The first 100 pages felt like a honeymoon. Melville paints a beautiful picture of New England whaling towns during the early 19th century. I could see the shipyards and lazy flocks of gulls meandering overhead. I heard their far-off calls and the creak of the anchored boats.

“Huh, Mom didn’t like this,” I thought. “Weird.”

Then the gods of Literature and Irony decided to high five and send a Plague of Yawning Confusion my way. Melville’s focus shifted from narrator Ishmael’s point of view to a homicide investigation bulletin board: pictures, words and incomplete, rambling thoughts all tacked up and poorly assembled with pieces of yarn and angrily-scrawled Sharpie arrows.

There were whole chapters on the whaling industry, nautical terminology, psychology, and more. All departures felt abrupt, like yanks on still-mending stitches.

I was Captain Ahab, and the book was my elusive white whale, ever out of reach.

Like any 21st-century 30-something, I took to social media with my issue, asked if anyone had ever just flat-out not finished a book. If they’d ever just, at some point, looked at the still-unread pages and thought, “No way.”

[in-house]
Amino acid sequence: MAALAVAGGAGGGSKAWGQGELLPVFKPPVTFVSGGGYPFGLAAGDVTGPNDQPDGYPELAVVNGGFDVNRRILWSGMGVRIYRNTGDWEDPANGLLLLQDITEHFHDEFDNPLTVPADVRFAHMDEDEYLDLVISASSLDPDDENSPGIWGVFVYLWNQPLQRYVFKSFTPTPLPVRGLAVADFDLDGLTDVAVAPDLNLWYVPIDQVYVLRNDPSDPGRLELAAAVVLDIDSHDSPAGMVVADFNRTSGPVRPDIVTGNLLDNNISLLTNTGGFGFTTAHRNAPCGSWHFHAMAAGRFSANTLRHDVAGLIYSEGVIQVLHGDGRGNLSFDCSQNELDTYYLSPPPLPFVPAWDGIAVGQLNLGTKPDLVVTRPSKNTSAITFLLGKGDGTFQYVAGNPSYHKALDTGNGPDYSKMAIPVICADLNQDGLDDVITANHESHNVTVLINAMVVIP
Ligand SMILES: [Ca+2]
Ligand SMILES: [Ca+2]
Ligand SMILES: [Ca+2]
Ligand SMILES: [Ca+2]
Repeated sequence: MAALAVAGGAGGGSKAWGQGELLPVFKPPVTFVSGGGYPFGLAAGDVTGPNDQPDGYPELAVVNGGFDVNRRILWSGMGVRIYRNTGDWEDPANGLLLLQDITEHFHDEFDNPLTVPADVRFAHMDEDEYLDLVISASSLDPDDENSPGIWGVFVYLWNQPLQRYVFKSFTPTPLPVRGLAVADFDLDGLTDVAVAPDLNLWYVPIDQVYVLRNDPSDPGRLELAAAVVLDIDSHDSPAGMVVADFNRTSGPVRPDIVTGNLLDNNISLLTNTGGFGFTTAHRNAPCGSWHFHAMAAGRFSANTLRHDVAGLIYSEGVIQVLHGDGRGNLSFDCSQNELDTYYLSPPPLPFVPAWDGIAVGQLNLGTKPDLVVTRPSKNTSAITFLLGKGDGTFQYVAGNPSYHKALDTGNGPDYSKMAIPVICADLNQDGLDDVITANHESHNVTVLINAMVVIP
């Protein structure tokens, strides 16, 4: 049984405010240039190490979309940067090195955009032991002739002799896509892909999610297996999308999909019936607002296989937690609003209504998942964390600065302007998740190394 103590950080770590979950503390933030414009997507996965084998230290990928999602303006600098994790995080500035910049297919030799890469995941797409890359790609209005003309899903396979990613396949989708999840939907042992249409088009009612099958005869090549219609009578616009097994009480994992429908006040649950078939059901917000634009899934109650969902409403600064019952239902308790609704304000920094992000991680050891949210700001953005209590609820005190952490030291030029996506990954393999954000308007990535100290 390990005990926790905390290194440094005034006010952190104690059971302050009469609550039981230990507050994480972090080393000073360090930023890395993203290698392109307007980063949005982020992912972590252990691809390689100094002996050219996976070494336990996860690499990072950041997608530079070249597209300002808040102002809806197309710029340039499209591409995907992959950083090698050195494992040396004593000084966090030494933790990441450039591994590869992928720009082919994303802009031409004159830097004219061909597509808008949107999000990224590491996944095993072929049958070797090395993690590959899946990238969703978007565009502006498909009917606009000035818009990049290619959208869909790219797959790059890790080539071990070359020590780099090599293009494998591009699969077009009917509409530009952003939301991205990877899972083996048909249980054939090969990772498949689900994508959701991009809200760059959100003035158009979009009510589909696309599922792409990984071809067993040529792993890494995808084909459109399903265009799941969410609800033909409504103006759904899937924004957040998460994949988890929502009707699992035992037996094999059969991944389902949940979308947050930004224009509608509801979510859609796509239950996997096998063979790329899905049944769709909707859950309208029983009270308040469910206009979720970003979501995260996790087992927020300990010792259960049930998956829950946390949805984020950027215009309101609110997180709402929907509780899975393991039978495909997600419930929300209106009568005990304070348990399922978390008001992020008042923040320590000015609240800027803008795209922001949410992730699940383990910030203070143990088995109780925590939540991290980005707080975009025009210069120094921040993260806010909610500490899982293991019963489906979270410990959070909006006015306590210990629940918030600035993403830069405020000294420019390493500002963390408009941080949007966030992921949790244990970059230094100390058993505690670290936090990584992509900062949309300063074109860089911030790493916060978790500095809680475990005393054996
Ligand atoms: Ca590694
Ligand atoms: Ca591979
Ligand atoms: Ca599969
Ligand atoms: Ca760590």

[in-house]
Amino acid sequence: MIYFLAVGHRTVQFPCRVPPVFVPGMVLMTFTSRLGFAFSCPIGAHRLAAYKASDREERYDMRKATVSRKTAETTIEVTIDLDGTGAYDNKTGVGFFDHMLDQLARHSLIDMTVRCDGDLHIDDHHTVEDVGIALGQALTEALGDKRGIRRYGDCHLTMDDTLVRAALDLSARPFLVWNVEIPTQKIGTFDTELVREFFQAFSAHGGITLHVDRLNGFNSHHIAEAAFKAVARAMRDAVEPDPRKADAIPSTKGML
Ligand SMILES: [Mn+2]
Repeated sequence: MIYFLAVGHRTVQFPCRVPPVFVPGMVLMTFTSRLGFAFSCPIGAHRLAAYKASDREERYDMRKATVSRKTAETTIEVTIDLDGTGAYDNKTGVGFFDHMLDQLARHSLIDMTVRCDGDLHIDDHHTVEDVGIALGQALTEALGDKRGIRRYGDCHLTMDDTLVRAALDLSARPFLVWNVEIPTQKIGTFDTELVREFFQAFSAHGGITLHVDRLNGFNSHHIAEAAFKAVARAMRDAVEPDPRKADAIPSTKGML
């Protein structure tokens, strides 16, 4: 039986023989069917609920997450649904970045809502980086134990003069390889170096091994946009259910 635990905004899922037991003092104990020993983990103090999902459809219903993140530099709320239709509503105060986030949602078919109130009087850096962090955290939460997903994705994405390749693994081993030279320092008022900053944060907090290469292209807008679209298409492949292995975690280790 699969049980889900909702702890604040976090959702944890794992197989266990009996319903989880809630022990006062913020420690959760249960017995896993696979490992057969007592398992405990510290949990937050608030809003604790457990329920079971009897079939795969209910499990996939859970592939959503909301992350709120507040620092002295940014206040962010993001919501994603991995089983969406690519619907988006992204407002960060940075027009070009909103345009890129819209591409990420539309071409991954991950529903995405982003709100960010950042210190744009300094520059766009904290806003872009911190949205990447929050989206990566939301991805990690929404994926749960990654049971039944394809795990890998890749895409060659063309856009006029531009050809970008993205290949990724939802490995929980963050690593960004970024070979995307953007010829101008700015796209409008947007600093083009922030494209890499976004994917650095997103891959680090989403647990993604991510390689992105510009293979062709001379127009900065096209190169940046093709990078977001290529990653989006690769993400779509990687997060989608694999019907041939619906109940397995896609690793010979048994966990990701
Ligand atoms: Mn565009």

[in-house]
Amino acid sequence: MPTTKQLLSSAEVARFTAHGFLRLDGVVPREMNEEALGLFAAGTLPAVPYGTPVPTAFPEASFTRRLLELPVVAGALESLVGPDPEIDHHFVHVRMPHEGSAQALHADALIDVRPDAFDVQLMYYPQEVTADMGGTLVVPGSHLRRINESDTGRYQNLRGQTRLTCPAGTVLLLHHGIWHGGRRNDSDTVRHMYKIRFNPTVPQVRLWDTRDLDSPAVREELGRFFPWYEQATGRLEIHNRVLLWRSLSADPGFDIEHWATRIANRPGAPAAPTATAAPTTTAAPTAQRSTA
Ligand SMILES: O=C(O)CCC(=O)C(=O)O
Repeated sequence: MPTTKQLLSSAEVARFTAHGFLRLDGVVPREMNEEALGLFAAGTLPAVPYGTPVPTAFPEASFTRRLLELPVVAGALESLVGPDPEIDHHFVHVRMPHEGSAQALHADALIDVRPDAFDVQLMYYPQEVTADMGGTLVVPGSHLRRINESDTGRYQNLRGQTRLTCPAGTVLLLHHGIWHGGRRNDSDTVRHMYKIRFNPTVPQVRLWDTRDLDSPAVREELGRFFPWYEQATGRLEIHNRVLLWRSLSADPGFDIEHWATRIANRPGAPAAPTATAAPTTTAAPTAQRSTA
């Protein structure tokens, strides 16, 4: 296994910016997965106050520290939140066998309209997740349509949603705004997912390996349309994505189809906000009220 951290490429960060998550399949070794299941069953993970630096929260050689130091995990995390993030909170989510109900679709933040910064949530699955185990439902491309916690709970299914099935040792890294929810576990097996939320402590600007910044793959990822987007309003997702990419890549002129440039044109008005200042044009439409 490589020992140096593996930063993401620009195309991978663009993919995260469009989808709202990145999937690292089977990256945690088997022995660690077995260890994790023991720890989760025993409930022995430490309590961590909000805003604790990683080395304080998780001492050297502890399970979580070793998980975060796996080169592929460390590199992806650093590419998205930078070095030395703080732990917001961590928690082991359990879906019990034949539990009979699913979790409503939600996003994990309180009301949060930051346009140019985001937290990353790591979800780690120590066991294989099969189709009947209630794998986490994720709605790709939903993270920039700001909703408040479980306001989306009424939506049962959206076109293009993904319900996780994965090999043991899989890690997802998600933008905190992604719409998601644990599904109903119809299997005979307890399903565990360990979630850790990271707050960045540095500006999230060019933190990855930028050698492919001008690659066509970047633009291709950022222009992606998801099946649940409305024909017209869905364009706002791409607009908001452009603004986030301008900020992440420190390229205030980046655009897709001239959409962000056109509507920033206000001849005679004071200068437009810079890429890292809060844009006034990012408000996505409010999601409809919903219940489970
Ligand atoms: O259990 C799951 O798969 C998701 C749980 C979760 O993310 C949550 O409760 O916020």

The online responses were nearly unanimous. Yes, they said. Yes, we have. Don’t worry, Ryan. You’re not alone in this. We’ve all been there. A former editor of mine summed it up nicely, as editors are apt to do: “Way too many books to waste life on ones you don’t like.”

And he’s right. But there’s something frightening about that logic, too. As a librarian acquaintance of mine showed me, a a staggering 57 percent of started books are not finished. That’s a little disturbing to me. I mean…of course, read what you like, but that seems like an awful lot of words to just give up on. Right?

But as the Medford School District and its teachers union recently showed me, you can compromise on pretty much anything. Officially, I have not yet given up on the tale. For now, it’s just getting a bookmark put in it, sandwiched between pages 292 and 293.

At the recommendation of one of my current editors, I’m taking a leave of absence, Mr. Melville. I’m due for a vacation, a siesta, a detox from your eternal abyss of disjointed, drunken diary entries. And I’m not sorry. ‘Moby Dick’ may be considered the holy temple in the Lost City of Literature, but that doesn’t make its interior any less dusty or poorly-lit.

I need some fresh air, to remember that reading for fun isn’t supposed to involve so much work.

But I’ll be back. Count on it. I’ll have my hazmat suit on this time.

My harpoon will be ready.

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    Ryan Pfeil

    This is a blog for southern Oregonians to check in on all things geek. Sci-fi, history, comics, movies, video/photo and anything else that would have gotten you shut in a locker in high school. Have fun. Read Full